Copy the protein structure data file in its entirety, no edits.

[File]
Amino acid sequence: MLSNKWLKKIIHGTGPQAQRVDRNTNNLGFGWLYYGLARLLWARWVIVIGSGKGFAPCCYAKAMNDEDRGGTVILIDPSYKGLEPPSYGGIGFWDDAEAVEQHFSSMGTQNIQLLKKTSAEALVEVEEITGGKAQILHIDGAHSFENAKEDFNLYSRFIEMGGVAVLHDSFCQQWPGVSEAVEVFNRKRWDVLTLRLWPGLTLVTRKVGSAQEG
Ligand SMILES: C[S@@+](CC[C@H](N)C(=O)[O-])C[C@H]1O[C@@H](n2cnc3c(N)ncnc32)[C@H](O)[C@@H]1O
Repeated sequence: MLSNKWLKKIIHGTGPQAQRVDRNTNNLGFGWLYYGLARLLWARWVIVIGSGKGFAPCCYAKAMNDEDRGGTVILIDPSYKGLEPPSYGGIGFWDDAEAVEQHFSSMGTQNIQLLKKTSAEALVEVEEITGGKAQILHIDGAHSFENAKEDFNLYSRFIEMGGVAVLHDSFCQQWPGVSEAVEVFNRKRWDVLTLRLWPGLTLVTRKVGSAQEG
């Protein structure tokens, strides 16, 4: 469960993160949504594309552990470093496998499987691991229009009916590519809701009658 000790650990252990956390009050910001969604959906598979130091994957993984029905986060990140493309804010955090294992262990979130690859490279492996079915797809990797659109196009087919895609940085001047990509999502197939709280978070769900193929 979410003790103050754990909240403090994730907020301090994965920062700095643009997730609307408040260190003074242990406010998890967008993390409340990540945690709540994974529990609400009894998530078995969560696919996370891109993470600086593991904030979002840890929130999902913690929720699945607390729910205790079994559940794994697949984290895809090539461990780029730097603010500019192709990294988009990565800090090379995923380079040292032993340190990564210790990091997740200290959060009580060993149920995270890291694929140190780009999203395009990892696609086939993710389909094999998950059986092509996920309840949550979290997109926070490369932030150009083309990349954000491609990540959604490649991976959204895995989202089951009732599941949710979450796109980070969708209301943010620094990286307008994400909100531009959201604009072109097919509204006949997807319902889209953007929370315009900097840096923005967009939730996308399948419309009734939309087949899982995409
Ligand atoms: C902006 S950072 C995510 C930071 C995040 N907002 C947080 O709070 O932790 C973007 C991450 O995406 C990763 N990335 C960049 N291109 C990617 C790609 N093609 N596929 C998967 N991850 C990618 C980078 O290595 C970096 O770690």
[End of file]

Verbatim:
Amino acid sequence: MLSNKWLKKIIHGTGPQAQRVDRNTNNLGFGWLYYGLARLLWARWVIVIGSGKGFAPCCYAKAMNDEDRGGTVILIDPSYKGLEPPSYGGIGFWDDAEAVEQHFSSMGTQNIQLLKKTSAEALVEVEEITGGKAQILHIDGAHSFENAKEDFNLYSRFIEMGGVAVLHDSFCQQWPGVSEAVEVFNRKRWDVLTLRLWPGLTLVTRKVGSAQEG
Ligand SMILES: C[S@@+](CC[C@H](N)C(=O)[O-])C[C@H]1O[C@@H](n2cnc3c(N)ncnc32)[C@H](O)[C@@H]1O
Repeated sequence: MLSNKWLKKIIHGTGPQAQRVDRNTNNLGFGWLYYGLARLLWARWVIVIGSGKGFAPCCYAKAMNDEDRGGTVILIDPSYKGLEPPSYGGIGFWDDAEAVEQHFSSMGTQNIQLLKKTSAEALVEVEEITGGKAQILHIDGAHSFENAKEDFNLYSRFIEMGGVAVLHDSFCQQWPGVSEAVEVFNRKRWDVLTLRLWPGLTLVTRKVGSAQEG
């Protein structure tokens, strides 16, 4: 469960993160949504594309552990470093496998499987691991229009009916590519809701009658 000790650990252990956390009050910001969604959906598979130091994957993984029905986060990140493309804010955090294992262990979130690859490279492996079915797809990797659109196009087919895609940085001047990509999502197939709280978070769900193929 979410003790103050754990909240403090994730907020301090994965920062700095643009997730609307408040260190003074242990406010998890967008993390409340990540945690709540994974529990609400009894998530078995969560696919996370891109993470600086593991904030979002840890929130999902913690929720699945607390729910205790079994559940794994697949984290895809090539461990780029730097603010500019192709990294988009990565800090090379995923380079040292032993340190990564210790990091997740200290959060009580060993149920995270890291694929140190780009999203395009990892696609086939993710389909094999998950059986092509996920309840949550979290997109926070490369932030150009083309990349954000491609990540959604490649991976959204895995989202089951009732599941949710979450796109980070969708209301943010620094990286307008994400909100531009959201604009072109097919509204006949997807319902889209953007929370315009900097840096923005967009939730996308399948419309009734939309087949899982995409
Ligand atoms: C902006 S950072 C995510 C930071 C995040 N907002 C947080 O709070 O932790 C973007 C991450 O995406 C990763 N990335 C960049 N291109 C990617 C790609 N093609 N596929 C998967 N991850 C990618 C980078 O290595 C970096 O770690």